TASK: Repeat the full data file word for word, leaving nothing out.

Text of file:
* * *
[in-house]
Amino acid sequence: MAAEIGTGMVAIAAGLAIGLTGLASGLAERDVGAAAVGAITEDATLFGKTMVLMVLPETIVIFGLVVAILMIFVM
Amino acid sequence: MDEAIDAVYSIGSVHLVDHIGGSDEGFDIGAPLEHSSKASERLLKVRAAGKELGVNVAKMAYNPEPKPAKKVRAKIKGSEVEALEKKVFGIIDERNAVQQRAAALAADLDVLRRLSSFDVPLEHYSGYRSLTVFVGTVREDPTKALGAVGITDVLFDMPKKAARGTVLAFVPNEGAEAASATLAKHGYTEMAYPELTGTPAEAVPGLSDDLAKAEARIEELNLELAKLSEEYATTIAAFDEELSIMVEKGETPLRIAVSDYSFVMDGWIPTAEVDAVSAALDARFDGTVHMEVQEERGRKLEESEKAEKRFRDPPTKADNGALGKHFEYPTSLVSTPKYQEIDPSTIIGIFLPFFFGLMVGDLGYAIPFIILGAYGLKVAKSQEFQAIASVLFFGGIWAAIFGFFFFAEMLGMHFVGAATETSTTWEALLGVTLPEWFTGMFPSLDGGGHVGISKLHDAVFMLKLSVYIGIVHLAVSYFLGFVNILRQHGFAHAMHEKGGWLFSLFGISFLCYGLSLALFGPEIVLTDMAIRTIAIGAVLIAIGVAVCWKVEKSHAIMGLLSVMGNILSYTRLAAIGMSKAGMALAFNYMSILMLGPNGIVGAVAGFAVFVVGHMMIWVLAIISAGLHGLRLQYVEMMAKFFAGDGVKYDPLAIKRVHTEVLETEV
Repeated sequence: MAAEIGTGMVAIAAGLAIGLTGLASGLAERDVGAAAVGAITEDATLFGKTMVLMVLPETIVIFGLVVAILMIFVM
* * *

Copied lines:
[in-house]
Amino acid sequence: MAAEIGTGMVAIAAGLAIGLTGLASGLAERDVGAAAVGAITEDATLFGKTMVLMVLPETIVIFGLVVAILMIFVM
Amino acid sequence: MDEAIDAVYSIGSVHLVDHIGGSDEGFDIGAPLEHSSKASERLLKVRAAGKELGVNVAKMAYNPEPKPAKKVRAKIKGSEVEALEKKVFGIIDERNAVQQRAAALAADLDVLRRLSSFDVPLEHYSGYRSLTVFVGTVREDPTKALGAVGITDVLFDMPKKAARGTVLAFVPNEGAEAASATLAKHGYTEMAYPELTGTPAEAVPGLSDDLAKAEARIEELNLELAKLSEEYATTIAAFDEELSIMVEKGETPLRIAVSDYSFVMDGWIPTAEVDAVSAALDARFDGTVHMEVQEERGRKLEESEKAEKRFRDPPTKADNGALGKHFEYPTSLVSTPKYQEIDPSTIIGIFLPFFFGLMVGDLGYAIPFIILGAYGLKVAKSQEFQAIASVLFFGGIWAAIFGFFFFAEMLGMHFVGAATETSTTWEALLGVTLPEWFTGMFPSLDGGGHVGISKLHDAVFMLKLSVYIGIVHLAVSYFLGFVNILRQHGFAHAMHEKGGWLFSLFGISFLCYGLSLALFGPEIVLTDMAIRTIAIGAVLIAIGVAVCWKVEKSHAIMGLLSVMGNILSYTRLAAIGMSKAGMALAFNYMSILMLGPNGIVGAVAGFAVFVVGHMMIWVLAIISAGLHGLRLQYVEMMAKFFAGDGVKYDPLAIKRVHTEVLETEV
Repeated sequence: MAAEIGTGMVAIAAGLAIGLTGLASGLAERDVGAAAVGAITEDATLFGKTMVLMVLPETIVIFGLVVAILMIFVM